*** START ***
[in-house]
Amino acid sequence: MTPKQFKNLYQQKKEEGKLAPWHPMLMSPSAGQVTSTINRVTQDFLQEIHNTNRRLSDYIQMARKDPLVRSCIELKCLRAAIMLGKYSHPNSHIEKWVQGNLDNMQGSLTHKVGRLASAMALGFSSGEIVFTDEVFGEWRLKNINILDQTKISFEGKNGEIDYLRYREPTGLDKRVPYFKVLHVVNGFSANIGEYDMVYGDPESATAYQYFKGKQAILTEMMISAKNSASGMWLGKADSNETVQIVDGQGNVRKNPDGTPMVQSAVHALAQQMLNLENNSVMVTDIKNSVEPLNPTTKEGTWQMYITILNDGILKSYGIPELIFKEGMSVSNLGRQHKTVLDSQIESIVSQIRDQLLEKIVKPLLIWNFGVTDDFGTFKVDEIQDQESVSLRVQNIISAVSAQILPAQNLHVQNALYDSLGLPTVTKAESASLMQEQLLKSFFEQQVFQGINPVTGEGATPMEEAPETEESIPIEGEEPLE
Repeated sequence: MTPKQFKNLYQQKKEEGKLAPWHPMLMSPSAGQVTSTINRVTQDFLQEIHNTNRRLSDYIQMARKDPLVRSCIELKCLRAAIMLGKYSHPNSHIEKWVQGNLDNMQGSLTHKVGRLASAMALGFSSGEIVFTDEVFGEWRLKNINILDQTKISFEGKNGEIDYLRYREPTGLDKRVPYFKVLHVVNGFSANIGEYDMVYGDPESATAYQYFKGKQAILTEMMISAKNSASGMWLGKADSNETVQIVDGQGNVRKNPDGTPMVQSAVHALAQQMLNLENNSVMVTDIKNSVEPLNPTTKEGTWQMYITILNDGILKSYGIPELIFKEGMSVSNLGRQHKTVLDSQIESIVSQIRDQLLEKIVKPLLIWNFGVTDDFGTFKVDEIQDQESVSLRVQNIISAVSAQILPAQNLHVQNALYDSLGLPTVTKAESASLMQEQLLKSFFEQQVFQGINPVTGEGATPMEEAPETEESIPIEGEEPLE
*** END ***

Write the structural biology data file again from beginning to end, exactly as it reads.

[in-house]
Amino acid sequence: MTPKQFKNLYQQKKEEGKLAPWHPMLMSPSAGQVTSTINRVTQDFLQEIHNTNRRLSDYIQMARKDPLVRSCIELKCLRAAIMLGKYSHPNSHIEKWVQGNLDNMQGSLTHKVGRLASAMALGFSSGEIVFTDEVFGEWRLKNINILDQTKISFEGKNGEIDYLRYREPTGLDKRVPYFKVLHVVNGFSANIGEYDMVYGDPESATAYQYFKGKQAILTEMMISAKNSASGMWLGKADSNETVQIVDGQGNVRKNPDGTPMVQSAVHALAQQMLNLENNSVMVTDIKNSVEPLNPTTKEGTWQMYITILNDGILKSYGIPELIFKEGMSVSNLGRQHKTVLDSQIESIVSQIRDQLLEKIVKPLLIWNFGVTDDFGTFKVDEIQDQESVSLRVQNIISAVSAQILPAQNLHVQNALYDSLGLPTVTKAESASLMQEQLLKSFFEQQVFQGINPVTGEGATPMEEAPETEESIPIEGEEPLE
Repeated sequence: MTPKQFKNLYQQKKEEGKLAPWHPMLMSPSAGQVTSTINRVTQDFLQEIHNTNRRLSDYIQMARKDPLVRSCIELKCLRAAIMLGKYSHPNSHIEKWVQGNLDNMQGSLTHKVGRLASAMALGFSSGEIVFTDEVFGEWRLKNINILDQTKISFEGKNGEIDYLRYREPTGLDKRVPYFKVLHVVNGFSANIGEYDMVYGDPESATAYQYFKGKQAILTEMMISAKNSASGMWLGKADSNETVQIVDGQGNVRKNPDGTPMVQSAVHALAQQMLNLENNSVMVTDIKNSVEPLNPTTKEGTWQMYITILNDGILKSYGIPELIFKEGMSVSNLGRQHKTVLDSQIESIVSQIRDQLLEKIVKPLLIWNFGVTDDFGTFKVDEIQDQESVSLRVQNIISAVSAQILPAQNLHVQNALYDSLGLPTVTKAESASLMQEQLLKSFFEQQVFQGINPVTGEGATPMEEAPETEESIPIEGEEPLE